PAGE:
This surreal bullshit right here is why I no longer just gossip about TV shows and celebs on Twitter, or Facebook, for that matter. Seriously, I used Facebook to play Farmville and frivolously chat and/or talk smack about my favorite shows, books, movies and Brad Pitt. 💅🏾
And I even did so while the first Black President of the United States held office. For eight Obama years, I put up with racist crap in my town under the fake as fuck claim of “politics.” (Tea Party, anyone?)
Bitching about Bush (pick one or both), Clinton, and any president in years past – that was politics. The unbelievable micromanaging and sabotage done to Obama’s administration – that was (still is) racist. Made even more clear (as if that was necessary to those in the know) by the statements made after the fact, during the 2016 election:
“Obama ruined race relations in the U.S.” and “What are you complaining about? We had/voted for a Black man for president.” (Shades of “I’m not racist; I have a Black friend.”)
But I’m fucking well past done with this horrific Administration and the House and the way both are pissing on ALL Americans. I was well past done with people in power targeting PoC and women before I was born. But this methodical and irresponsible destruction of everything a Black man put in place (within the confines of a racist AF House) for no other reason than because Obama did it (seriously, how old are these motherfuckers in the White House and Senate?) and God forbid, tried to help people (and yes, we know it wasn’t perfect; see “confines of racist AF House”), is narcissistic, sociopathic, white-supremacist insanity and it’s destroying our country.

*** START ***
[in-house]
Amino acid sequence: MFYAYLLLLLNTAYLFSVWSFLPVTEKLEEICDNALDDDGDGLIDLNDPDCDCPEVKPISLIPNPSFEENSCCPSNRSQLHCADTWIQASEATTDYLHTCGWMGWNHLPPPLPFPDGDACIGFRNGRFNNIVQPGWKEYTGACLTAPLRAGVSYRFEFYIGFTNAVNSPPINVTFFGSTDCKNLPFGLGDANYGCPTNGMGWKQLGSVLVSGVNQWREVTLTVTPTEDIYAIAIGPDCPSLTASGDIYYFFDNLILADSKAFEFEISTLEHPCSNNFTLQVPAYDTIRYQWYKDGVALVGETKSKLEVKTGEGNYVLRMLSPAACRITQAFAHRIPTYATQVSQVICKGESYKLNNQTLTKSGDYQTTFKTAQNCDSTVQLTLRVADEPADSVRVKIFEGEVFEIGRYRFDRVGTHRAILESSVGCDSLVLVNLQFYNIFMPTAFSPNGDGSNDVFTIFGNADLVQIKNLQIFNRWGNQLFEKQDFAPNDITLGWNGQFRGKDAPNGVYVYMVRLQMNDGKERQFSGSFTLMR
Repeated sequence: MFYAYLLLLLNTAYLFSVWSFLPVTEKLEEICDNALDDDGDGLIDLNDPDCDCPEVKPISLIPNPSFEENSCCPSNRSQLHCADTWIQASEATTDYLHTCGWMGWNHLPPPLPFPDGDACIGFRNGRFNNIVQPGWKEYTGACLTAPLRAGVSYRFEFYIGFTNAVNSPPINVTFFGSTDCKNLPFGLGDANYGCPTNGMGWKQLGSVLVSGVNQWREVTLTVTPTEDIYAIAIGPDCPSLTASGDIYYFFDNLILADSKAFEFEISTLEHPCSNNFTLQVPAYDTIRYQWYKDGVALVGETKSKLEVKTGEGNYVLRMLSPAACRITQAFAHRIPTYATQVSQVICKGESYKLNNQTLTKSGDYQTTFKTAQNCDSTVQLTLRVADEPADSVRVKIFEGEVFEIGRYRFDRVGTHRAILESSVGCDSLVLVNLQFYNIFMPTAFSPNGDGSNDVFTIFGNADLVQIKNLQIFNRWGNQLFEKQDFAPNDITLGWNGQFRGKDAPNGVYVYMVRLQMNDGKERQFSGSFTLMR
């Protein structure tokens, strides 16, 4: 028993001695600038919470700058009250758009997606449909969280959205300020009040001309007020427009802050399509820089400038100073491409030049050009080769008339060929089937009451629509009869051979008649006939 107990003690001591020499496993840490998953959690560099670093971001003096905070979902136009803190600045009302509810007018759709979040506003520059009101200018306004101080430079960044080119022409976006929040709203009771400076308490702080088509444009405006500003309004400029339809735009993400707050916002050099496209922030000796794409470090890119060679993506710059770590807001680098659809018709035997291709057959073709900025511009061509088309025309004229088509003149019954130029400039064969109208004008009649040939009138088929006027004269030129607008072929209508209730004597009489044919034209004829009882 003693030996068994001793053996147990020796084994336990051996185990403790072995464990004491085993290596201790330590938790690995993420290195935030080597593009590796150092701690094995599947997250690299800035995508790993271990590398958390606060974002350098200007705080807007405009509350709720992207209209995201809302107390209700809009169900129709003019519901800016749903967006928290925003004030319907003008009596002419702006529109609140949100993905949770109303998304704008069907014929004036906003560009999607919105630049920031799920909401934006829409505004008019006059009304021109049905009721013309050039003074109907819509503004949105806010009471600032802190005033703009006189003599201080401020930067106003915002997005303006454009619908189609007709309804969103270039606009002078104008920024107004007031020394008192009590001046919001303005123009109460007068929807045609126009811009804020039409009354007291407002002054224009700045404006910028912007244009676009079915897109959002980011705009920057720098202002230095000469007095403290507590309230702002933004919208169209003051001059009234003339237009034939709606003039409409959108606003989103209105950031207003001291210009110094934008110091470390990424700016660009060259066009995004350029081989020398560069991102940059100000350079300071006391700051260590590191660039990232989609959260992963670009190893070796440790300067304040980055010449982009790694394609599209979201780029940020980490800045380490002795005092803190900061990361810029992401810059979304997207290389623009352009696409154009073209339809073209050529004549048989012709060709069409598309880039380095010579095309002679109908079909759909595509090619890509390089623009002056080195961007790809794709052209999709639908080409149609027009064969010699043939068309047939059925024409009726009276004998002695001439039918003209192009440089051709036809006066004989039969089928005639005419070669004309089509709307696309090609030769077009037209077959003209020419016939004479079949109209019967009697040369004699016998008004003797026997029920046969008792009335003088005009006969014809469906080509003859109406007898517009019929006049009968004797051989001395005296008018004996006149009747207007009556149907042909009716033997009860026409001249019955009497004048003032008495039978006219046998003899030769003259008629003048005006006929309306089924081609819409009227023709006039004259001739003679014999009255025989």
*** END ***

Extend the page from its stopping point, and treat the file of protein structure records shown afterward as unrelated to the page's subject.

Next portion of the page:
I’m not a big fan of politics; never have been. I enjoy using social media to doink around, snark, laugh and gossip. I was perfectly fine frolicking about my life without a political care in the world – even when George W. was in office. (Although I bitched about him and still do cause 9/11). I bitched about Bush,
yet at the same time, wasn’t actually terrified that he was destroying our country from the inside-out.
I actually resent the fact that 45 and his ChumpTools administration force me to step outside my comfort zone. I hate that I actually know who senators are now. I greatly dislike that rather than chill with a great Kresley Cole novel, I’m leaving messages in Washington D.C. voicing my ever-growing and apparently never fucking ending concerns!
More than anything, I hate that I feel the impact and consequent ripple effect of 45’s innate misogyny and racism in my town, my state, my country. And I hate that I see how many just ignore it or dismiss it. Or worse, normalize it.
Since my voice isn’t permitted to be via the local paper (cause yeah, “politics” 🙄), I’m going to share it across what media I can. I’ve never been one to live in a bubble with my head in the sand and my mouth shut. And, most importantly, my kids agree they’d rather their Mom speak out against wrongs than play it safe and quiet.
So… Even though I don’t post here often, my Facebook – like my Twitter for some time now – is about to 🛑 being all sunshine, rainbows and offspring.
Won’t let it slide anymore; this is My country too. 🇺🇸
The truth is racism is bone-deep and often innate. Many don’t realize it’s there, believing if someone isn’t wearing a white pointy hood or perverted swastika, or saying things like “nigger,” “wetback” or “kike,” they aren’t racist. But here’s the problem: Many don’t object to it either.
This is called passive-racism.
The passive-racist doesn’t outwardly support racism. They’ll likely oppose racism if the topic comes up. The passive-racist may even date, marry and have children with people of color.